edtech

  • e-learning,  edtech,  Facebook

    Oh no, it’s another metaverse hot take

    via GIPHY Following on from my late to the party Twitter hot take, here is my even later to the party one on the metaverse (next week – learning objects). I think for many of us who have been in and around educational technology for a while, the idea of a shared 3D virtual world brings back memories of SecondLife and even earlier excitement about MUDs (Multi-User Dungeons) and MOOs (MUD, object-oriented). And while it easy to dismiss another attempt at the virtual world as universal education platform, it’s probably worth revisiting why SecondLife failed and evaluating if those reasons hold true for the Metaverse. Firstly, we are seeing very similar over-hyping of…

  • edtech,  twitter

    Oh no, it’s another Twitter thought piece

    via GIPHY I didn’t want to write this, you don’t want to read it, but here we are… I used to play a football manager game in the 90s (gaming was all downhill after Championship Manager 98), and once I learned the best players to sign, and how to keep rebooting until I won a game, I could get to the stage where Southend were winning the Champions League. There’s nowhere else to go after this triumph, and so my designs turned dark. As a Spurs fan I took a childish pleasure in taking over Arsenal and doing all I could to ruin them before getting the sack. I would…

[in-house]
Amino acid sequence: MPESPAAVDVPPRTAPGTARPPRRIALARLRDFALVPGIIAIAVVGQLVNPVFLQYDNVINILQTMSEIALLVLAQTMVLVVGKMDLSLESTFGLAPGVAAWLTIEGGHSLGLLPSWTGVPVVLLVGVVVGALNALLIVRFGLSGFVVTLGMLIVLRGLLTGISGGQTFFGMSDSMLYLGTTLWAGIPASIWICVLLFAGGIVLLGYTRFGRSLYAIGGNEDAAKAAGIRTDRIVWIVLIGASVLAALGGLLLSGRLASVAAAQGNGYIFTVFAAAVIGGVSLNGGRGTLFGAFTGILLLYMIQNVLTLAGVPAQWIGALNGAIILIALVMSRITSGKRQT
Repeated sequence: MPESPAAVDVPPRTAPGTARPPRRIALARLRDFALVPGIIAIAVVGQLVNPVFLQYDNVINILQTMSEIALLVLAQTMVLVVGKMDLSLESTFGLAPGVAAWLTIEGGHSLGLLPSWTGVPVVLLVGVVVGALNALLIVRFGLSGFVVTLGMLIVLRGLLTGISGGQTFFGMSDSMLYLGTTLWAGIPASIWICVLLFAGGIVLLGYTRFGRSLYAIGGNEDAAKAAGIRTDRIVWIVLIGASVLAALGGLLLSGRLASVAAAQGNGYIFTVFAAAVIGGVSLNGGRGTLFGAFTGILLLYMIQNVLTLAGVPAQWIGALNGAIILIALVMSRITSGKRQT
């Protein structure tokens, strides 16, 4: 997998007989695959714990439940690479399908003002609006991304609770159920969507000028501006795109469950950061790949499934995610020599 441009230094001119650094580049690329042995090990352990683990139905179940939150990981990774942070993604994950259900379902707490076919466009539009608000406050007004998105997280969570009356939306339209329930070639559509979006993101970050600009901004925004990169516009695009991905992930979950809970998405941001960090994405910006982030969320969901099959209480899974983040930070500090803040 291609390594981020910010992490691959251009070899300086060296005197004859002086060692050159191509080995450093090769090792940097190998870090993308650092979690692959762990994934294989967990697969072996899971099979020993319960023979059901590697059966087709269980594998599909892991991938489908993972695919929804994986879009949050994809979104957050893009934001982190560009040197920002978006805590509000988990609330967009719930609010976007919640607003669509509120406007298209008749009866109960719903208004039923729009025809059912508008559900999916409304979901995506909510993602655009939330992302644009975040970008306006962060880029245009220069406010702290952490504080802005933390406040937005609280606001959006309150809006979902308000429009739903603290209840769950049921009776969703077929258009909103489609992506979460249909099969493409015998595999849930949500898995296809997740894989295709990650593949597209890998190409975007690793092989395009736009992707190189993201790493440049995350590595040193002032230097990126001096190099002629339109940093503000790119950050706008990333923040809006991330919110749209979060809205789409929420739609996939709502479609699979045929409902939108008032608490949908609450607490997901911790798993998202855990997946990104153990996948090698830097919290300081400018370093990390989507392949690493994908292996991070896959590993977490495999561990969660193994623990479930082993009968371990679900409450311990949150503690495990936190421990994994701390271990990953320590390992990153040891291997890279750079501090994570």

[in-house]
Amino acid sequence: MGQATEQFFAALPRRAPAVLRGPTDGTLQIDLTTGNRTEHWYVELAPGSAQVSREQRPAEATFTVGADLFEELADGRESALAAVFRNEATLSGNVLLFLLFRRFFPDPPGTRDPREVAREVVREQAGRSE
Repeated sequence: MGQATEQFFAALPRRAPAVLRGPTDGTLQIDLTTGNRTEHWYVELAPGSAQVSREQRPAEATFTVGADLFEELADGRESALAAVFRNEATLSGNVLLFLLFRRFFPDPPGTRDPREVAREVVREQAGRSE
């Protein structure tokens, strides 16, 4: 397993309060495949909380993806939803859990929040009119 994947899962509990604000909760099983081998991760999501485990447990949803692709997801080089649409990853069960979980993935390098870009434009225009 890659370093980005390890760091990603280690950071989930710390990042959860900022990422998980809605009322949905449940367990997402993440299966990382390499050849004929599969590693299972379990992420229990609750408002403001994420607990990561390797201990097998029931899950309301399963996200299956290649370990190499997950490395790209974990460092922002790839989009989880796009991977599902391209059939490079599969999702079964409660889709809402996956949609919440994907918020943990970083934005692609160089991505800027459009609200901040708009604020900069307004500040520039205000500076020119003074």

• edtech

    Reviewing the ed tech angst

    via GIPHY Audrey Watters’ understandable withdrawal from the ed tech sphere has prompted some musings, and I like a good navel gaze, so I thought I’d join in. Audrey sums it up rather bleakly: I have to put this decade-long project to rest so that I can move on to something that doesn’t consume me in its awfulness and make me dwell in doom Jim Groom bemoans the selling out by many in the field, stating: There are a lot of edtechs, in the true sense of that word for me, that have willingly resisted the lure of exchanging cachet for cash. Folks who continue to good work, edtechs that I deeply respect…

  • edtech,  metaphor

    Why “Uber for education” metaphors are flawed (and just rubbish)